Deacon Profile: Student Body President Pilar Agudelo

Agudelo was elected to the presidency last spring


Courtesy of Pilar Agudelo

Pilar Agudelo sits at her desk in the Student Government Office.

Addison Schmidt, Staff Writer

When senior Pilar Agudelo began her campaign for student body president last spring, she found herself in what would be, for most students, an almost impossible situation: she was tasked with running her campaign not from campus but from Casa Artom — Wake Forest University’s study abroad house in Venice, Italy. 

When you take into account her tumultuous experience as a member of the class of 2023 — which faced numerous interruptions as a result of the COVID-19 pandemic — and the various on-campus controversies that have taken place during her time at Wake Forest University, you realize that Agudelo is no stranger to change. 

“I call Portland, Oregon home because that’s where my family is now, but I grew up living abroad,” Agudelo says when asked about her hometown. “I was born in Colorado Springs, then we were in Arizona for a little bit, then we moved to Malaysia, Brazil and Germany, and then I came back to the United States to graduate from high school.” 

Agudelo knows five languages; she became proficient in Italian, German and Portuguese while growing up abroad and spoke English and Spanish at home. Living abroad in the past allowed Agudelo to effectively communicate in a variety of ways, a skill she credited with aiding her in community-building during her campaign.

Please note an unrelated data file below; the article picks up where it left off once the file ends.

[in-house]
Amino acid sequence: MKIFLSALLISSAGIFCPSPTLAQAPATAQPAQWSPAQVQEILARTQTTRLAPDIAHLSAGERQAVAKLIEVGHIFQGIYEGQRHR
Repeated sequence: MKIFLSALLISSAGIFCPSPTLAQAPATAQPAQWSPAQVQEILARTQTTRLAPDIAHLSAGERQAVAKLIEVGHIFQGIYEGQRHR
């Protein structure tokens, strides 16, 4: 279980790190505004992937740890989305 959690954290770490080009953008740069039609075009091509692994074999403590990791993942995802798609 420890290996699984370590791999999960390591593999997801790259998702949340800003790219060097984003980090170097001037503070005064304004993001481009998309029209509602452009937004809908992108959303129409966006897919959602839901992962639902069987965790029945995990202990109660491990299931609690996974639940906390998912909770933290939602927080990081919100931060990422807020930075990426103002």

“Finding people for [campaigning] has been a really valuable experience, because now some of them are some of my closest friends, and they were what grounded me during my election season,”Agudelo said of her campaign team back on campus in Winston-Salem. “I could not have done it without them.” 

Agudelo’s path to president was not linear. After running for senator her freshman year and losing her election, she was appointed when spots were left open later the same year. 

“I got involved in student government freshman year [after] I had done a lot of peer education work in high school and that turned into some public advocacy work,” Agudelo said. “I [thought] ‘Where can I do advocacy work at Wake?’ And [student government] was the first thing I came across.” 

Agudelo’s stint as a senator began in a manner that would reflect the aforementioned trend of unpredictability throughout much of her college career. 

“Being appointed is a weird position to be in because you’re coming in a little later than most people are,” Agudelo said. “For me, it was really exploratory. I was on the Diversity and Inclusion Committee and my co-chairs were Mariama Jallow and [former student body president] Ally Swartzberg…both of them were really influential for me growing in student government.” 

The following year, beginning in the fall of 2020, Agudelo co-chaired the D&I Committee alongside Uma Bernardo in the wake of the Black Lives Matter protests in the summer of 2020. 

“Being in the position I was with my co-chair Uma Bernardo was a really interesting place to be because I think it was a lot more responsive than proactive since there was a lot going on,” Agudelo said. “[After that experience] it became really important for me moving forward to try to plan more, be more proactive, and make sure everything we do isn’t in response to a crisis.”